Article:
Silver – Brigid Kosgei, Kenya, marathon. In an era when all jaw-dropping performances in distance running are questioned, Kosgei delivered one at the Chicago Marathon, and it deserves recognition. Her winning time of 2 hours, 14 minutes, 4 seconds lopped 1 minute, 21 seconds from the 16-year-old, oft-questioned world record set by Great Britain’s Paula Radcliffe. Kosgei also won the London Marathon in 2:18.20, joining Radcliffe and Tirunesh Dibaba of Ethiopia as the only women to have run two sub-2:20 marathons in the same year.
Bronze – Mikaela Shiffrin, United States, alpine skiing. Shiffrin won her third straight World Cup overall and slalom season titles (her sixth slalom title in all) and her first in both giant slalom and Super-G. She won world championship golds in slalom and Super-G. Her record-breaking 17 World Cup race wins (2018-19 season) included three in Super-G, making her the only alpine skier to win in all six disciplines currently contested on the circuit. Her 63rd World Cup career win in the penultimate race of 2019 (followed a day later by No. 64) left her second only to Lindsey Vonn (82) among women.
U.S. MEN’S ATHLETES OF THE YEAR
Gold – Caeleb Dressel (see above)
Silver – Nathan Chen (see above)
Bronze – Christian Taylor, track and field. His event, the triple jump, may not command attention, but Taylor should for the way he commands the event. Eight years after becoming at age 21 the youngest world champ in the triple jump, Taylor won his fourth world title, double the total of anyone else in history. He seeks a third straight Olympic gold next year.
U.S. WOMEN’S ATHLETES OF THE YEAR
Gold – Simone Biles (see above)
Silver – Mikaela Shiffrin (see above)
Bronze – Simone Manuel, swimming. Manuel won a second straight world title in the 100 free with a U.S. record time (52.04), her first world title in the 50 free and swam anchor with her fastest split ever as the U.S. won gold in the medley relay in world-record time. Her overall 2019 worlds medal count: 7, most ever by a woman.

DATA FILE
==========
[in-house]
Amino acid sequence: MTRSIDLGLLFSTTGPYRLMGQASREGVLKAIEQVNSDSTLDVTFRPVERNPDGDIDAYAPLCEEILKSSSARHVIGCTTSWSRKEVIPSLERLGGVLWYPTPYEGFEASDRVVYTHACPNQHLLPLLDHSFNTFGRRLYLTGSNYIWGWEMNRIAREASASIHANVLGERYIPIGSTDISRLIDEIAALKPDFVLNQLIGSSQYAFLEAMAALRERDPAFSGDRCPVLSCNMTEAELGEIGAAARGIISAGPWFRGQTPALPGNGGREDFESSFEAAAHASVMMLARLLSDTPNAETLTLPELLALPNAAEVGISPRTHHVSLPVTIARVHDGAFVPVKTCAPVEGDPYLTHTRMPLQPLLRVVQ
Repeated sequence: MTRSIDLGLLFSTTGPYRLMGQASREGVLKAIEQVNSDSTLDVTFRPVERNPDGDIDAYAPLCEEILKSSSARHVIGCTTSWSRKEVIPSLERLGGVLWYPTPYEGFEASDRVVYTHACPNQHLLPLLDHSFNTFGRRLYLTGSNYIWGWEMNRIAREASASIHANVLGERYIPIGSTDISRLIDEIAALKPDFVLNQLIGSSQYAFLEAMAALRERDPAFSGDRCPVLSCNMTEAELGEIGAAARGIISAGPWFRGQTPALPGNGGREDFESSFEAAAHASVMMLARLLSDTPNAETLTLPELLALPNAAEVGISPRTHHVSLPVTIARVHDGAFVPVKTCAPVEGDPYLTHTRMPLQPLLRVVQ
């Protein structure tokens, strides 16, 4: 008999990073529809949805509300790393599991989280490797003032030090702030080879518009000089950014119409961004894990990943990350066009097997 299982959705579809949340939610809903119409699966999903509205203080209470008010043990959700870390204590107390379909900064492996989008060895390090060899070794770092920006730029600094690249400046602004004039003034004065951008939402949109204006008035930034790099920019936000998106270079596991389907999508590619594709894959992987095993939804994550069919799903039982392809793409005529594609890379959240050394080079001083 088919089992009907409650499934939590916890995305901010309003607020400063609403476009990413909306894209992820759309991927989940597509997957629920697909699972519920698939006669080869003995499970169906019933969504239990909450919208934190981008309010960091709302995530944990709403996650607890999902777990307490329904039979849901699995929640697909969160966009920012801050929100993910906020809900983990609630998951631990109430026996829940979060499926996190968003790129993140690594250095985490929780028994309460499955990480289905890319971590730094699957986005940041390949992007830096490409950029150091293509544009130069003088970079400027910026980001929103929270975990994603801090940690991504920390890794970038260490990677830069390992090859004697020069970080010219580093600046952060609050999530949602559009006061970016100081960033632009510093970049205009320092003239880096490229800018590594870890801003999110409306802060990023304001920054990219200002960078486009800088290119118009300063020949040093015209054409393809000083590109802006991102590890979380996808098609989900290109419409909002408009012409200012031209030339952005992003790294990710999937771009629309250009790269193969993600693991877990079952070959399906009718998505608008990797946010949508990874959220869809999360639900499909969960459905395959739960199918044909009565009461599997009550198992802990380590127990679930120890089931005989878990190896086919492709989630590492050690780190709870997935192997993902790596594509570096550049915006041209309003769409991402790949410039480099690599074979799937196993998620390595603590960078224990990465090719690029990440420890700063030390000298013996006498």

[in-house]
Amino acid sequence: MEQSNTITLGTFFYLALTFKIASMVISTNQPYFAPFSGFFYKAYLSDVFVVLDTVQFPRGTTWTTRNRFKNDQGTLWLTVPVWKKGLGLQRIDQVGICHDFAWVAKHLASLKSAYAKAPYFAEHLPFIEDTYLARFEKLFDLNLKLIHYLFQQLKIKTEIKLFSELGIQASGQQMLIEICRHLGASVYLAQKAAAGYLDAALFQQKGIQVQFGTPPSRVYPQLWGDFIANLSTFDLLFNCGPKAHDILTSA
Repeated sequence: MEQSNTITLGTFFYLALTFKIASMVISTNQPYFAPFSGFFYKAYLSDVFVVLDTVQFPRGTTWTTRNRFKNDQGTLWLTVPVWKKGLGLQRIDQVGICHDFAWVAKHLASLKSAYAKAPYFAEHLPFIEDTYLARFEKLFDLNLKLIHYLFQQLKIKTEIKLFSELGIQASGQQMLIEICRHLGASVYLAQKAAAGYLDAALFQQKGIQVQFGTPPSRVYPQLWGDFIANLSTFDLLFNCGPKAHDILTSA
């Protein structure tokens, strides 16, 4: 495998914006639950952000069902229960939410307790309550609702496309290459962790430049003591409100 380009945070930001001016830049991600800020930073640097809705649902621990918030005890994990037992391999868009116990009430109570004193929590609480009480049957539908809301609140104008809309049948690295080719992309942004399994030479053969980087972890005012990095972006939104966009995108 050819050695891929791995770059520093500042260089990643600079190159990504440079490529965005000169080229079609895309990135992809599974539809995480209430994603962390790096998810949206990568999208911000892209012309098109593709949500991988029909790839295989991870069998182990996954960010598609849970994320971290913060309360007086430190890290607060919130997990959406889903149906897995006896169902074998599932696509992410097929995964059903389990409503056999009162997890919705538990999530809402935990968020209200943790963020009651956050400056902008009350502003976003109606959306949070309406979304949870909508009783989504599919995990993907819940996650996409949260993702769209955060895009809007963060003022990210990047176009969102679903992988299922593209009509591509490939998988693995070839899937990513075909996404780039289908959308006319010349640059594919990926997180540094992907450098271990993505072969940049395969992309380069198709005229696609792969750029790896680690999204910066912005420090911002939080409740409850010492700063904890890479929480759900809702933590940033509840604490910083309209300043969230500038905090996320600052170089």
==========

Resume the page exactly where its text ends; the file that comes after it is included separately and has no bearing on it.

WORLD MEN’S PERFORMANCE OF THE YEAR
Gold – Eliud Kipchoge, Kenya, marathon. In a contest more contrivance than competition, the 34-year-old Kipchoge became the first to break two hours in the marathon. He covered the distance on a Vienna, Austria course in a time, 1 hour, 59 minutes, 40 seconds that was historic but will not count as a world record (he has that at 2:01:39) because it was a time trial, not a race, in which a pack of professional pace-setters aided his effort. Kipchoge will forever be known as a barrier-breaker with an asterisk*.
Silver – Mutaz Barshim, Qatar, track and field. He was the home-town hero high jumper at a World Championships foisted upon a home town that could have cared less about it. Some Qataris finally showed up at the Doha stadium to watch Barshim, who had overcome a career-threatening ankle injury from 2018, become the first man to win consecutive world titles in the event.
Bronze – Great Britain men’s medley relay, swimming. Anchor Duncan Scott overtook the favored USA with the second fastest relay split in history, and the Brits set a European record for their first world title in the event.
WORLD WOMEN’S PERFORMANCE OF THE YEAR
Gold – Shelly-Ann Fraser-Pryce, track and field, Jamaica. After missing the 2017 worlds while giving birth to her first child, Fraser-Price, 32, won the 100-meter world title in 10.71 seconds, matching the fastest time in the world since 2017. It made her the first to win four world titles in the event.
Silver – Dalilah Muhammad, United States, track and field. At the U.S. Championships in June, Muhammad’s time of 52.20 seconds in the 400-meter hurdles lowered the 16-year-old world record by .14. She dropped it again (to 52.16) in winning the world title.
Bronze – Regan Smith, United States, swimming. Became the first woman to go under 2 minutes, 4 seconds in the 200-meter backstroke with a tine of 2:03.35, breaking a seven-year-old world record, in the semifinals at the World Championships. Went on to win the event and break the 100-meter world record leading off the victorious medley relay.